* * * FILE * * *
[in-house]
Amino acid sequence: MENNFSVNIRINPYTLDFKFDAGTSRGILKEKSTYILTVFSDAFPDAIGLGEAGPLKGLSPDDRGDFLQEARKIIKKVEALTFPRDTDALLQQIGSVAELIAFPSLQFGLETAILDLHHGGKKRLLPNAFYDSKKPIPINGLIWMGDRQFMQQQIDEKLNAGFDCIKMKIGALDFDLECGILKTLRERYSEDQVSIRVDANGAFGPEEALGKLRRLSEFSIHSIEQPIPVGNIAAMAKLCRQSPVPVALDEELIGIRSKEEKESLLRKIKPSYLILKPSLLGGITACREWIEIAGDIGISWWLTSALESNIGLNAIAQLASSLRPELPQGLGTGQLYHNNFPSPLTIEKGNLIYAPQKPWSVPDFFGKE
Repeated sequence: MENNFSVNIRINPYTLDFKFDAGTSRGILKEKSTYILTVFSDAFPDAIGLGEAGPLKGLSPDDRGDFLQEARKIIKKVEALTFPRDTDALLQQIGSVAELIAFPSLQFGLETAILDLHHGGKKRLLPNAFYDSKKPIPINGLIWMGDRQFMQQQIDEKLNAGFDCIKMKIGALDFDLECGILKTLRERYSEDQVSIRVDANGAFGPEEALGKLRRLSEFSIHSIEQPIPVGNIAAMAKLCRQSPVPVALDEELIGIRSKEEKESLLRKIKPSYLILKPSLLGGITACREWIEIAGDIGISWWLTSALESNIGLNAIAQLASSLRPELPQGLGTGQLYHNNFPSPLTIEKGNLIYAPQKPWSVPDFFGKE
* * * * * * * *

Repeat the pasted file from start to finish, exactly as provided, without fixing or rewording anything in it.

[in-house]
Amino acid sequence: MENNFSVNIRINPYTLDFKFDAGTSRGILKEKSTYILTVFSDAFPDAIGLGEAGPLKGLSPDDRGDFLQEARKIIKKVEALTFPRDTDALLQQIGSVAELIAFPSLQFGLETAILDLHHGGKKRLLPNAFYDSKKPIPINGLIWMGDRQFMQQQIDEKLNAGFDCIKMKIGALDFDLECGILKTLRERYSEDQVSIRVDANGAFGPEEALGKLRRLSEFSIHSIEQPIPVGNIAAMAKLCRQSPVPVALDEELIGIRSKEEKESLLRKIKPSYLILKPSLLGGITACREWIEIAGDIGISWWLTSALESNIGLNAIAQLASSLRPELPQGLGTGQLYHNNFPSPLTIEKGNLIYAPQKPWSVPDFFGKE
Repeated sequence: MENNFSVNIRINPYTLDFKFDAGTSRGILKEKSTYILTVFSDAFPDAIGLGEAGPLKGLSPDDRGDFLQEARKIIKKVEALTFPRDTDALLQQIGSVAELIAFPSLQFGLETAILDLHHGGKKRLLPNAFYDSKKPIPINGLIWMGDRQFMQQQIDEKLNAGFDCIKMKIGALDFDLECGILKTLRERYSEDQVSIRVDANGAFGPEEALGKLRRLSEFSIHSIEQPIPVGNIAAMAKLCRQSPVPVALDEELIGIRSKEEKESLLRKIKPSYLILKPSLLGGITACREWIEIAGDIGISWWLTSALESNIGLNAIAQLASSLRPELPQGLGTGQLYHNNFPSPLTIEKGNLIYAPQKPWSVPDFFGKE